Sahra Mani: When the Taliban took over the country in 2021, we saw them impose a lot of restrictions on women’s education, women’s movement. And later on, we saw extrajudicial killing, kidnapping, illegal detention, and a lot of women disappearing. I was witnessing everything happening and, as a filmmaker, I was thinking: what can I do? It was my goal to make a film about this situation and I was very lucky that Jennifer and Justine [Ciarrocchi] wrote an email telling me that if I want to make a film, they would be happy to support the project. That’s how this story started.

Jennifer Lawrence: When Kabul fell, I like the rest of the world was watching from the news and was devastated and desperate to get inside Afghanistan. And so Justine and I tried to look for an Afghan filmmaker, which was how we came to see A Thousand Girls Like Me, which was a stunning documentary by Sahra. So we reached out to Sahra, who was already collecting footage, to just try to support her as much as we could.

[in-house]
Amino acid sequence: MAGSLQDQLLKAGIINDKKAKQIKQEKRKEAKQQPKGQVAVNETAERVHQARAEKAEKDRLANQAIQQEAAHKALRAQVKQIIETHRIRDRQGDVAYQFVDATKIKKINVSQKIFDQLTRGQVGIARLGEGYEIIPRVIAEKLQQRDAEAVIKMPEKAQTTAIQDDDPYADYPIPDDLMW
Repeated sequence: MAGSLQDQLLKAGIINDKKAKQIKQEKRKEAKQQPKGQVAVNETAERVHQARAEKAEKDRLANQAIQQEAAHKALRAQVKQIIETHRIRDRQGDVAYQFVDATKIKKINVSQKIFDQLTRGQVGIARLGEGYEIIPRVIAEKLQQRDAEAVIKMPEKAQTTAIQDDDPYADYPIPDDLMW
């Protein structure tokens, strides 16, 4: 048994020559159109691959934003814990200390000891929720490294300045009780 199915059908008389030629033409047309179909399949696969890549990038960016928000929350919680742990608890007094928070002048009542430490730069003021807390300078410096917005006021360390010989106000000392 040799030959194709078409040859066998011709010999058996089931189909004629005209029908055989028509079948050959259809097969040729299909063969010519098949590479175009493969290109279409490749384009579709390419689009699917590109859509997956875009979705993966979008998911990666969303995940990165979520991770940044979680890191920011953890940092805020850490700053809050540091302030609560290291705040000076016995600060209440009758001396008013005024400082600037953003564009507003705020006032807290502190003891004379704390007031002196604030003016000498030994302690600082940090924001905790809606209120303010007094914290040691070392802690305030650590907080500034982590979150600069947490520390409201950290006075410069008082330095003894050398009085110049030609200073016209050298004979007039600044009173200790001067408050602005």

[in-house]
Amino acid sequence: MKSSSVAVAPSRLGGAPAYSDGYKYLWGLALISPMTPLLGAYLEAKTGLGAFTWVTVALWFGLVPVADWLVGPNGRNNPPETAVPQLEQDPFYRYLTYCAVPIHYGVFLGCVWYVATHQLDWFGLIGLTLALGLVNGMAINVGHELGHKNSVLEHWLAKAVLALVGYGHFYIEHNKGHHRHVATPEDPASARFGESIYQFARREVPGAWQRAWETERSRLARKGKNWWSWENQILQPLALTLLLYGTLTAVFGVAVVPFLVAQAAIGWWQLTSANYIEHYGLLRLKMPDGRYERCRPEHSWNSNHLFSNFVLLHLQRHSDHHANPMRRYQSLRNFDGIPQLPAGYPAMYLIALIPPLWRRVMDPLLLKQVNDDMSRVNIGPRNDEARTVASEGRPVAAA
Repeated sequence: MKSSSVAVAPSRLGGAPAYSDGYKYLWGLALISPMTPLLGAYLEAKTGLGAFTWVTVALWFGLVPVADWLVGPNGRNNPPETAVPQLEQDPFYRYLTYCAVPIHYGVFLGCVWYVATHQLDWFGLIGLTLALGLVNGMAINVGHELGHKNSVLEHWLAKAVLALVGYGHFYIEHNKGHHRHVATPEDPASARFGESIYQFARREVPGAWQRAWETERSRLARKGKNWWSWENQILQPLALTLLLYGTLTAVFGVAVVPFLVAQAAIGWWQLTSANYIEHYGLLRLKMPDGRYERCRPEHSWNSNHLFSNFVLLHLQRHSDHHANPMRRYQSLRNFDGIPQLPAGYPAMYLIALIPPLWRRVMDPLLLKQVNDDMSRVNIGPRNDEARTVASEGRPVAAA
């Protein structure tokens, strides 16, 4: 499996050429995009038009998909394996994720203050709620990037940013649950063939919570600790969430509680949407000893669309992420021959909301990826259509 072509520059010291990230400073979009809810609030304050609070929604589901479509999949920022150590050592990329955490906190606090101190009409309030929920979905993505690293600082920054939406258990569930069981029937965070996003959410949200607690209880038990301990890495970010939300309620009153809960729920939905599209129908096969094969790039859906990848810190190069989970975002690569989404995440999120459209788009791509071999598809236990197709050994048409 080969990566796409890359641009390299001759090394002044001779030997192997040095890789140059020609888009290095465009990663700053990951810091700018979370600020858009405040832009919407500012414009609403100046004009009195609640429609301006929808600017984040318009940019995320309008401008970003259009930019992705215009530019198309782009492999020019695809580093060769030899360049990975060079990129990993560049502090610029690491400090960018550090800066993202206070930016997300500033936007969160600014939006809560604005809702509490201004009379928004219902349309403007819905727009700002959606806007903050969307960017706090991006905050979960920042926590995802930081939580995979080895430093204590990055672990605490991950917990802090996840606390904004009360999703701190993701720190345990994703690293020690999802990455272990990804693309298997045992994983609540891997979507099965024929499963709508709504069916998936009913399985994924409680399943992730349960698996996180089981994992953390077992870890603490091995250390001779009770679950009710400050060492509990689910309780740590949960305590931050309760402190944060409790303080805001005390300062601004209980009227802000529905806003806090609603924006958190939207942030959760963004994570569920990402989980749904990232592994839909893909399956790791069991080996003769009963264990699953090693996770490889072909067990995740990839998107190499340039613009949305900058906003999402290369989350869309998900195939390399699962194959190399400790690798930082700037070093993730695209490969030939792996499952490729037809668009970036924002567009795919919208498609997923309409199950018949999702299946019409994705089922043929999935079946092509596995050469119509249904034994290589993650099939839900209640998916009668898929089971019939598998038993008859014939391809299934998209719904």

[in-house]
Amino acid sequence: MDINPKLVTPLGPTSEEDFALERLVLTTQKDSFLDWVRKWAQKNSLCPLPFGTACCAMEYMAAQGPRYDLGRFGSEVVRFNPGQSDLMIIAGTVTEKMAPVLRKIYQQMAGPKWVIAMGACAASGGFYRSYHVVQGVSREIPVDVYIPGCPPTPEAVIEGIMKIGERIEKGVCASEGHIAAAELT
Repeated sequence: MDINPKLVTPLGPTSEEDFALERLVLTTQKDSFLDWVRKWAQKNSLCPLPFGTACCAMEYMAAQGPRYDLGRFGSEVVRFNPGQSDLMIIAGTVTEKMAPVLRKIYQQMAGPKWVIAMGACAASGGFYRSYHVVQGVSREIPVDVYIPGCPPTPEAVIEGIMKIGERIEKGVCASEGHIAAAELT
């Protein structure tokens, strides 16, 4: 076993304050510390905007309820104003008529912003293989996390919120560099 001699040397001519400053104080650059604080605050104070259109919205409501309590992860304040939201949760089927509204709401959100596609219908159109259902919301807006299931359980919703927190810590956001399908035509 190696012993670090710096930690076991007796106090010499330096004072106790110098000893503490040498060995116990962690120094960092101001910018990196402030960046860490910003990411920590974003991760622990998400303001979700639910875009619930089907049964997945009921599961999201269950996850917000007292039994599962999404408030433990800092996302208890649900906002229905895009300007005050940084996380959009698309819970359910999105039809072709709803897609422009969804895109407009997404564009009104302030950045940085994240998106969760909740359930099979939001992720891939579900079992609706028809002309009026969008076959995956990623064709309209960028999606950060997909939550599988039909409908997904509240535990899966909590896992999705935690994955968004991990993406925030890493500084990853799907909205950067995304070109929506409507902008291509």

One of the most striking things about the film is that it gives viewers a first-person window into life under Taliban rule. How did you manage to do it?

Mani: Because I was not inside Afghanistan, it was a bit challenging in the beginning. [Mani was attending a film festival in Europe when Kabul fell, and has lived in exile ever since.] I managed luckily to train a camerawoman and a cameraman who were still left behind because so many film crews left the country. I focused on a dozen women who were willing to share their life with us and I trained them how to film themselves. We ended up with three characters in the film because somehow we decided to focus on young women, my age or maybe younger, to see how this situation affected them as modern women who were ready to contribute their talent to society but had to be in prison inside the home.

Malala Yousafzai: Afghanistan right now is the only country in the world that bans adolescent girls from completing their education and bans women from work and university education. All the Afghan women and experts are calling out that this is a gender apartheid that the women in Afghanistan are witnessing right now. I think there's nothing more powerful right now than Afghan women and girls sharing their stories in their own voice. And this documentary is that platform for them.